Option Zero is not an Option
Much discussion has been had lately if the Scottish independence movement should treat anything other than a mutually agreed and consented referendum as a valid mandate for independence, given how certain unionist politicians in the Conservative and Labour parties have explicitly spoken out against even the prospect of another referendum on independence. And so, the “prospect” of a Unilateral Declaration of Independence (UDI) has once again reared its head among the twitter fringes of the independence movement. The prospect is, in my view, best illustrated by a few notable examples.
1916, Ireland. The Irish Republic is proclaimed during the Easter Rising. The Easter Rising is crushed, but full-blown resistance flares up again in 1918 as Sinn Féin wins a majority in the general election of 1918, withdraw to form the Dáil Éireann and the Irish War of Independence begins. After much brutal violence between the auxiliaries of the British government and the Irish Republican Army, the Irish side eventually accepts the Anglo-Irish Treaty, that partitions the country into a dominion (the Irish Free State, that eventually becomes the Republic of Ireland) and Northern Ireland, which is kept within the UK. Right now, we’re into our 96th year of that partition.
1991, Slovenia and Croatia. The unilateral declarations of independence of the two set off respectively the Ten-Days War and the Croatian War of Independence, becoming the first phase of the Yugoslav Wars. Eventually, the two do become independent, but not before militarily repelling an invasion in the case of the first and tens of thousands of deaths and about 700,000 people displaced in the case of the latter.
2017, Catalonia. After a referendum complicated by Spanish police intervention and the ensuing loss of, by the Catalan estimate, approximately 770,000 votes, Catalonia unilaterally declares independence from Spain. In the event, the referendum is dismissed, Spain dissolves the Catalan autonomous parliament and calls new elections. Catalan independence does not manifest in the instance and most pro-independence parties effectively accept this.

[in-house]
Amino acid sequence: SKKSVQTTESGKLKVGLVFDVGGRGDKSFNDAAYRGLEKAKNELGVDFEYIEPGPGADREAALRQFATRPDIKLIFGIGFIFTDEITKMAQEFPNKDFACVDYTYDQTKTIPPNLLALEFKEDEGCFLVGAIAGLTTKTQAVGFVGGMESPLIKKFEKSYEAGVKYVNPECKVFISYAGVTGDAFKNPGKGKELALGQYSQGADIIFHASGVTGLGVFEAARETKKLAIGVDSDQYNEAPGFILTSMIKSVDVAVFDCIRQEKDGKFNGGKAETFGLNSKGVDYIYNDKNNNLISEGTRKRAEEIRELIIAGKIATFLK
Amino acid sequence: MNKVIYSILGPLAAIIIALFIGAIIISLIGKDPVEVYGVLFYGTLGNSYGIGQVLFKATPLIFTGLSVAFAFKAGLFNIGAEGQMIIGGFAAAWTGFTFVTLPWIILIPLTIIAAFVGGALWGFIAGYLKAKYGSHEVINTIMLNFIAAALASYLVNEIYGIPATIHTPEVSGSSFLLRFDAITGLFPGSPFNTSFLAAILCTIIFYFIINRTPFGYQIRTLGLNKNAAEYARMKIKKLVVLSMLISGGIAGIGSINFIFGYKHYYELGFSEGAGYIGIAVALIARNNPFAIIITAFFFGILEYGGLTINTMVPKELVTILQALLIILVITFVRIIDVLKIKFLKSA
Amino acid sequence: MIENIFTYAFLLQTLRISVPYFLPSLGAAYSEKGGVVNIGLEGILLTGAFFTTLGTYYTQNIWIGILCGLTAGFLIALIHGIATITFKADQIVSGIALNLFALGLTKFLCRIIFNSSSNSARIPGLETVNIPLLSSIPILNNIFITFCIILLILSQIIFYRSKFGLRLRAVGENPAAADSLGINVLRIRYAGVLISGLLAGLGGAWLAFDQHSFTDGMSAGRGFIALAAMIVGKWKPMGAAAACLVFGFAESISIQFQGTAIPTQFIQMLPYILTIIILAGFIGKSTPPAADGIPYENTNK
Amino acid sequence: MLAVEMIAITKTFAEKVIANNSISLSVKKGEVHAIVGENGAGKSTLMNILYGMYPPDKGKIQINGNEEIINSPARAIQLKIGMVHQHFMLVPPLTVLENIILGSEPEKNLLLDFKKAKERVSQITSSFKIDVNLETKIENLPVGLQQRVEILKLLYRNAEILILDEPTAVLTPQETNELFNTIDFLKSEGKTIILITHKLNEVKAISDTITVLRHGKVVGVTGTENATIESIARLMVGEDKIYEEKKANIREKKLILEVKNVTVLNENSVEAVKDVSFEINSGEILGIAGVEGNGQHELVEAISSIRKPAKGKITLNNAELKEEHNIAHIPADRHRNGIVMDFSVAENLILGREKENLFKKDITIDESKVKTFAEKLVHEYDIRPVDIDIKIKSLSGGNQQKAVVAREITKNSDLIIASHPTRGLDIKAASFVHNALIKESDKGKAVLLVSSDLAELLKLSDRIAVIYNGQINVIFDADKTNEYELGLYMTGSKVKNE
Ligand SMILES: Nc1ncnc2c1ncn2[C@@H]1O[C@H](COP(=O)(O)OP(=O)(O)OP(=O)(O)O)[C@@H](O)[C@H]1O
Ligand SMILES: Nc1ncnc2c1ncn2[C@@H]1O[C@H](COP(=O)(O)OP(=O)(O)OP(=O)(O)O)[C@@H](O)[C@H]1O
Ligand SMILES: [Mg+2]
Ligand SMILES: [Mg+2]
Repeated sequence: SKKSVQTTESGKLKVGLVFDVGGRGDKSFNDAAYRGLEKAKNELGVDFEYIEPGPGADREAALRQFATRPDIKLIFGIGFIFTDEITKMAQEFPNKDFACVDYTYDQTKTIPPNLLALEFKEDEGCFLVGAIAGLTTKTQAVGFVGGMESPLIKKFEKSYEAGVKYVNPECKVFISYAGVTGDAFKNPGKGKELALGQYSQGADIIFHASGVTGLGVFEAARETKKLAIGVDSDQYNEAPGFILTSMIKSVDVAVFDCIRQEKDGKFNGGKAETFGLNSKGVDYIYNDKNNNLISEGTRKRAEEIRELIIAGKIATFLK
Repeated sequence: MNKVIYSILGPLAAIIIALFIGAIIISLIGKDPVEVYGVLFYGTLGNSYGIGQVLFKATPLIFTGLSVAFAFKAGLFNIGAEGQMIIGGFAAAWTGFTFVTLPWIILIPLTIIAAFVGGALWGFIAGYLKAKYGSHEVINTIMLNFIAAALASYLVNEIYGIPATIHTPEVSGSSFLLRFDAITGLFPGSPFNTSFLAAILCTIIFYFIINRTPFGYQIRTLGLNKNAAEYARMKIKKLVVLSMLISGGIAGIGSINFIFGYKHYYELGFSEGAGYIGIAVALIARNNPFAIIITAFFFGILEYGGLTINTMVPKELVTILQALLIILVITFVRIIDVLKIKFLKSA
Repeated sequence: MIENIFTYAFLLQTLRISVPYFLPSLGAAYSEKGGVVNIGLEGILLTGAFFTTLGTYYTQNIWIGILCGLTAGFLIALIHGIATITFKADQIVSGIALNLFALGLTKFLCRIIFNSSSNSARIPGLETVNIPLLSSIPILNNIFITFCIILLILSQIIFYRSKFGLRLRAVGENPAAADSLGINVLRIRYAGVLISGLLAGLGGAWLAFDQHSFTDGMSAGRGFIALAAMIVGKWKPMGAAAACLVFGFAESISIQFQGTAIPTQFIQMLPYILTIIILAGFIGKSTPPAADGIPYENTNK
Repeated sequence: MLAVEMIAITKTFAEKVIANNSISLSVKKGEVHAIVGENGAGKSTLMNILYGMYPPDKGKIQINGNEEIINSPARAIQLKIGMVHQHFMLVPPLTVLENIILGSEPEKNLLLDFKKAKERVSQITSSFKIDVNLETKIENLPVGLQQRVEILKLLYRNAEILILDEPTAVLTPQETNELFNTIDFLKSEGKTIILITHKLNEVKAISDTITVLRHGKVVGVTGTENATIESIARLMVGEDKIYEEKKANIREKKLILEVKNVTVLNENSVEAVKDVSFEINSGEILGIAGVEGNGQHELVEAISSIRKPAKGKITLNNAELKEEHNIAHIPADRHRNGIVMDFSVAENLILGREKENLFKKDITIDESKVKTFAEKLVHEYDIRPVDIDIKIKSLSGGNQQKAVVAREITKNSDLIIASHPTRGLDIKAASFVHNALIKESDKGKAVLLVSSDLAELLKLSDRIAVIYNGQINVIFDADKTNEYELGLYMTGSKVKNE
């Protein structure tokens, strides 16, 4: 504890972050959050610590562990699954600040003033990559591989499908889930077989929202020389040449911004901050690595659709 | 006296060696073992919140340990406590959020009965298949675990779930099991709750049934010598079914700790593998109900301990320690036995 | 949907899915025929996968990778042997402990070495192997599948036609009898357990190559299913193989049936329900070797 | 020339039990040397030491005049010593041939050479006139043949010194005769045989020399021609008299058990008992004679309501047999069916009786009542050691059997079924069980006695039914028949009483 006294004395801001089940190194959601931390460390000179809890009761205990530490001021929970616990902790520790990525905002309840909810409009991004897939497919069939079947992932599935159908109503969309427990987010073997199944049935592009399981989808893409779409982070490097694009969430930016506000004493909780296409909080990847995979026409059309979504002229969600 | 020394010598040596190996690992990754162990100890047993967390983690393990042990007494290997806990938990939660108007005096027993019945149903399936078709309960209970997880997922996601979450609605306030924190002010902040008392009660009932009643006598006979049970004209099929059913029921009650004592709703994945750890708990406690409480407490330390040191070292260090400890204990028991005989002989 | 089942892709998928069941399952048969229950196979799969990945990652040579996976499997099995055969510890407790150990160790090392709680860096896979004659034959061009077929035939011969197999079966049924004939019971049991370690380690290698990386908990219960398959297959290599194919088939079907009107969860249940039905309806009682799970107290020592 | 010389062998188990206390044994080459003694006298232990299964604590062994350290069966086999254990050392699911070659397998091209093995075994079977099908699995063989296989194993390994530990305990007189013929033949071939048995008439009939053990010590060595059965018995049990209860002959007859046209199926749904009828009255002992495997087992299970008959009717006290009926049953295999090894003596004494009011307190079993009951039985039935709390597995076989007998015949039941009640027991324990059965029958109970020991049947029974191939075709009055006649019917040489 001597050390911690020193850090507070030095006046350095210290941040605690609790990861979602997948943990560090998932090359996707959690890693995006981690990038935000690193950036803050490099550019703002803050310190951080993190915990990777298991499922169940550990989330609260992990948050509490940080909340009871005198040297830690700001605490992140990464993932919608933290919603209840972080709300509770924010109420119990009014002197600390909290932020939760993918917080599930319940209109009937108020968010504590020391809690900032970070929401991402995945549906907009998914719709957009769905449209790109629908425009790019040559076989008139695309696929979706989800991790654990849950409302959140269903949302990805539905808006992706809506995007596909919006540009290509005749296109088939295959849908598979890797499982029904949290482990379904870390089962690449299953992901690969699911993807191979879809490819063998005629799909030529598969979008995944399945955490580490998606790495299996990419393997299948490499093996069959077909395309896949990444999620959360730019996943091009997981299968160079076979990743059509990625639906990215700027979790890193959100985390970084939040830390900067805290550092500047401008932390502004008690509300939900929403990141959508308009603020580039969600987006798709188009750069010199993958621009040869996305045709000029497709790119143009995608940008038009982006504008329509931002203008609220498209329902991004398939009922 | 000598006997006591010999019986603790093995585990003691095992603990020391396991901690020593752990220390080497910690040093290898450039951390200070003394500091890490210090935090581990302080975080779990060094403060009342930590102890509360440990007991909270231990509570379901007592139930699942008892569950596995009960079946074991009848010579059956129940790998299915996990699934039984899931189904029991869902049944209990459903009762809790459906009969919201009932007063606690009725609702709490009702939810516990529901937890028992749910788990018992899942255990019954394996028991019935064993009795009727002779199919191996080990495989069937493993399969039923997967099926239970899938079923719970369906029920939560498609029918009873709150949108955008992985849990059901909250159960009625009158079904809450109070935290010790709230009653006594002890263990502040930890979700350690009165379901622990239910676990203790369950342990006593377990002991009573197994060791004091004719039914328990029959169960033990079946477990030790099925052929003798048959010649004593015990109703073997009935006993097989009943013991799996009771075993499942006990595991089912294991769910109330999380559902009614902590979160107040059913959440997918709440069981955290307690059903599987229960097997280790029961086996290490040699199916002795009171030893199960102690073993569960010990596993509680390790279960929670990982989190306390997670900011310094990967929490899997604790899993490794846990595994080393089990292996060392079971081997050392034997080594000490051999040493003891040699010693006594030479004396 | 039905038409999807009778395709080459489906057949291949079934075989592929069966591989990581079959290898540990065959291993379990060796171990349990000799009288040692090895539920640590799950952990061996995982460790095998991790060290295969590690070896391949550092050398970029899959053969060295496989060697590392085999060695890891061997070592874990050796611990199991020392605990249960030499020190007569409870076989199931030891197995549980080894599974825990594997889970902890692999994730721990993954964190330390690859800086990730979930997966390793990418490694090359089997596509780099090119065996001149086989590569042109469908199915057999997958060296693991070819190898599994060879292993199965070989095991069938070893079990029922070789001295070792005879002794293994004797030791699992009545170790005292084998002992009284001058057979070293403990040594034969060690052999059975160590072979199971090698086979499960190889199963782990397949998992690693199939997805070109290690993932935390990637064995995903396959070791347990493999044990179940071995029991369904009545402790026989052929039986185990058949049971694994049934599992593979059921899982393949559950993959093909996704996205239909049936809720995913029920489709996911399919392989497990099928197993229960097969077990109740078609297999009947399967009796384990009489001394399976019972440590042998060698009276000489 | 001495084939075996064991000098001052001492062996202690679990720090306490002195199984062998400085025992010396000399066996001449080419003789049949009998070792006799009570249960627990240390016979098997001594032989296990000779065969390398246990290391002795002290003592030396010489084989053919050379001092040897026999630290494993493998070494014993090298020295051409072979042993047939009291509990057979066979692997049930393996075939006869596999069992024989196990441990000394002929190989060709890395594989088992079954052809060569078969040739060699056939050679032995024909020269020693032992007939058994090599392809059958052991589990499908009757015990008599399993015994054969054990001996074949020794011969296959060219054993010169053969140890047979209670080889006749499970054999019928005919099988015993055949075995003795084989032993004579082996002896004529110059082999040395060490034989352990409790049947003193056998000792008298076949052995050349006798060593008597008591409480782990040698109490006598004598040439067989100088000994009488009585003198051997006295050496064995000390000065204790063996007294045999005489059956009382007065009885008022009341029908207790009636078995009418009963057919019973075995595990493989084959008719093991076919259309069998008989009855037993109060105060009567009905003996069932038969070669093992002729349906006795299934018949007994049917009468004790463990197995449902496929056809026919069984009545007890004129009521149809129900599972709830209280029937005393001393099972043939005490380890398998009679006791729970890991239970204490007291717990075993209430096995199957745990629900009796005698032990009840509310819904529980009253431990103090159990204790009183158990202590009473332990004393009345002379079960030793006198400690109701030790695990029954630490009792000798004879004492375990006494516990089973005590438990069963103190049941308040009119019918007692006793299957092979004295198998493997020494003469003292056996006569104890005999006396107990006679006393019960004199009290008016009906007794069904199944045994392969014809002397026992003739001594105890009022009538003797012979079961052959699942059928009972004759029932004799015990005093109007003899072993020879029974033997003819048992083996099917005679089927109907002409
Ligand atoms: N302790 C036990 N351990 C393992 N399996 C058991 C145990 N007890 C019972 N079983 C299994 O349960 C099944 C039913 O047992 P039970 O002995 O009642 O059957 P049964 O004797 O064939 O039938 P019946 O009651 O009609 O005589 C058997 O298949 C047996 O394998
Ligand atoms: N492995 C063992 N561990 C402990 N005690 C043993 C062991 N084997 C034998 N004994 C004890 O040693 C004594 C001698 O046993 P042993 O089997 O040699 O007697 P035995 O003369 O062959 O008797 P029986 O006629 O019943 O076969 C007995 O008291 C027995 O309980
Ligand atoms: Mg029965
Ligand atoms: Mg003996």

In summary, there is one thing to learn from all these examples for the Scottish independence movement: unilateral declarations of independence are no laughing matter. They should not be resorted to lightly. The risks of UDI include:
1) the blunt cancellation prospect: a virtually unchallenged assumption of central control (Catalonia in 2017)
2) attempts at political and military subversion and economic blockade (the secession of the Baltic States from the USSR in 1990)
3) a full-blown war of independence, frequently with elements of a civil war (Ireland, former Yugoslavia, Indonesia, most other post-colonial nations)
4) partition of the country along lines of constitutional opinion (Ireland in 1922, partly Bosnia in the 1990s)
It is at its core a fundamentally and inevitably controversial, confrontational and usually not properly legal path. What a lot of the fringes of the independence movement do not seem to understand, when discussing possibilities for what we can do if the UK government denies us a Section 30 order for an independence referendum, is that a UDI is not a matter of simply declaring that “we are now independent” and the UK government will have no choice but to accept that. Declaring independence without mutual consent is tantamount to declaring the state you are seceding from your enemy. It is for all intents and purposes a gauntlet of challenges that there needs to be a profoundly unified political will in both government and society to take on.
In a scenario where Scotland were to declare independence unilaterally without any agreement with the rest of the UK, we would have to have somehow converted 70%-90% of the population to support of independence for it to even be feasible. Otherwise, there would likely remain a large proportion of the Scottish population that would be devoted unionists disinclined to accept the legitimacy of this process. Nearly all of these people would support the British government in whatever measure is taken to repress such an independence declaration. This is even leaving aside the fact that virtually all Scottish business would continue to consider the UK government the legitimate authority to receive their taxes and British military forces would remain based in bases across Scotland. We would have virtually no feasible peaceful way to remove them without their consent.
Internationally, speaking of any kind of recognition for a UDI in any scenario is ridiculous. No nation that desires to have any kind of friendly or even working relationship with the UK would support a unilateral Scottish declaration of independence. Even the worst opponents of the UK in international relations would not recognise us out of sheer selfishness: it simply does not benefit virtually any nation on the planet to side with this hypothetically isolated Scotland against the UK.
To survive a UDI, we would require strong enough popular support by our population at large to defy the world. It is a path that would present the Scottish political class and population with challenges of a scale that the average Scottish person has not only never faced but also quite frankly never conceived of. The Scottish population, even most yes voters, would not be willing to accept these challenges and their patience with us would run out in months at best. Activists that are pushing this almost universally do not understand the implications of what they are proposing.
It is a non-option. And any conversation about it needs to cease now.